I cried in therapy today. Only a little. I didn’t think I could… I have this fear that if I let the pain too close it will break through the dam and it will be a tsunami of destruction, that I will never be able to pull it back again. But I let it out a little, portioned it, by teaspoons, and somehow I was able to pull it back again, even though a couple of times I felt it swelling up against the dam.
I talked about T. Only a little. I feel the same way, that if I let it loose it will consume me, I will drown in my grief, so I can’t let it out at all. But I did… just a little. And I was comforted to know I could do that and then pull it back and I am still intact.
I talked about M. Only a little. That as well feels like a tidal wave of grief and heartache that if I let myself it will drown me. But I won’t be allowed the escape of death, I will drown and drown forever.
Anyone who has ever drowned… Perhaps you know that feeling I’m speaking of… the primal terror beyond the reach of logic or reason, the body’s rejection of reality, breathing in despite the mind’s desperate warnings, lungs filling with water, not air…
At least when you drown, it is brief, and then there is darkness and relief.
K came up this morning. We did another ceremony, if you can call it that. That word conjures, for me, images of finery and gold thread and bells and candles and formal words. We don’t have any of those things. This morning we went out to the dock. Out where T and I used to dance to the radio while the other guys laughed and we tried not to knock each other into the water… sort of tried… sometimes tried… not always very hard.
Today, of course, it was only K and me and there wasn’t any music. Just the water and the cicadas and the birds.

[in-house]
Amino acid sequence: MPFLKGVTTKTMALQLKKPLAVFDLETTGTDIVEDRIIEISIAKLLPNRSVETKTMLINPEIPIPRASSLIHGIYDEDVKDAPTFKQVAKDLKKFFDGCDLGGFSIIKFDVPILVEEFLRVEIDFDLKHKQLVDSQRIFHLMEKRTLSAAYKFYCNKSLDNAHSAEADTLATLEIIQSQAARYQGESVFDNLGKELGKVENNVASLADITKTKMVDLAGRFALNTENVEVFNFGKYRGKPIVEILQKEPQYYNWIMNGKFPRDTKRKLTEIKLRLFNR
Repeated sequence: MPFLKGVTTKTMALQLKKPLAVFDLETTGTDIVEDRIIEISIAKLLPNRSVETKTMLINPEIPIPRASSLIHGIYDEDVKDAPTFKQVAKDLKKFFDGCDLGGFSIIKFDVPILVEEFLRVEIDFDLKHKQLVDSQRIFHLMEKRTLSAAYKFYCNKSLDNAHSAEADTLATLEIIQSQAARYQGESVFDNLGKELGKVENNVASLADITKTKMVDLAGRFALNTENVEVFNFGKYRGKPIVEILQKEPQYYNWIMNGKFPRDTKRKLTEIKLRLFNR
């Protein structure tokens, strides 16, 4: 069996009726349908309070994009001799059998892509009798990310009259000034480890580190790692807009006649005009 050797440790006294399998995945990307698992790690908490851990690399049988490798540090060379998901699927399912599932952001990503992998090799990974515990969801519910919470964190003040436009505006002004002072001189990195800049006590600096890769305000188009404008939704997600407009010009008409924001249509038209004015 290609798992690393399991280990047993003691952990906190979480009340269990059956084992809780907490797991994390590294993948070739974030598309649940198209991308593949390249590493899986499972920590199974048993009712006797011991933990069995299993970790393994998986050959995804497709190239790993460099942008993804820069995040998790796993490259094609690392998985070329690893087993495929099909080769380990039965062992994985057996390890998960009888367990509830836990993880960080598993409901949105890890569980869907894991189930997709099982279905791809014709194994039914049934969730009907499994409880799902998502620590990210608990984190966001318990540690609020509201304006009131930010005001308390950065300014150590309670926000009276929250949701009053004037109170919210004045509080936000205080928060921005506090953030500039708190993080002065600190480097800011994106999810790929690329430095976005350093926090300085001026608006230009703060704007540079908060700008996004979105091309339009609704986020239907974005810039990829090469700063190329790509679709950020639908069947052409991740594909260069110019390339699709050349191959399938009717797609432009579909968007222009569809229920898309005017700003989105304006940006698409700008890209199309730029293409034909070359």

We went and sat on the pier, on the old planks that are starting to warp from years of moisture and sun.
He puts his hands down, palms to the wood. I do too. He murmurs with his voice that he so rarely uses… he is deaf and speaks with his hands. He murmurs words I don’t understand, they are his native tongue that I don’t speak. He rocks slightly to the rhythm of the murmuring prayer, his voice is low, soft, but it flows in lilting waves, crests and troughs of tone, of song.
I let my gaze soften, unfocus. I sink into the sensations of my body, the warmth of the sun, the glitter of the water, the fuzzed wood, K’s voice… I don’t know the words, we don’t share a faith, but neither of those things matter. It is sacred. And the energy of sacredness fills in the air around us. I breathe it, let it strengthen my lungs, as if it lends supporting filaments to the ordinary air.
In a way, I pray with him. Not in words, not even in thoughts, in something more primal than that. I open to the sacred. Breathe in and unlock my dark and wounded corners and cupboards. Make myself a conduit, humble and open and unresisting. I allow my body to be a resonator, I surrender to what is, surrender my seeking and feeling and wishing and wanting, surrender my skandhas, my duality…
I don’t know how long we pray, I don’t know when K stops speaking and simply sits, both of us holding a container, empty of self, filled with only what is.
Eventually we look at each other.
He says one word. “Drala” a smile makes his eyes shine.
Skandhas are back, building up like lincoln logs, but my mind still retains a light touch on the sacred as I tilt my head, unsure I understood him.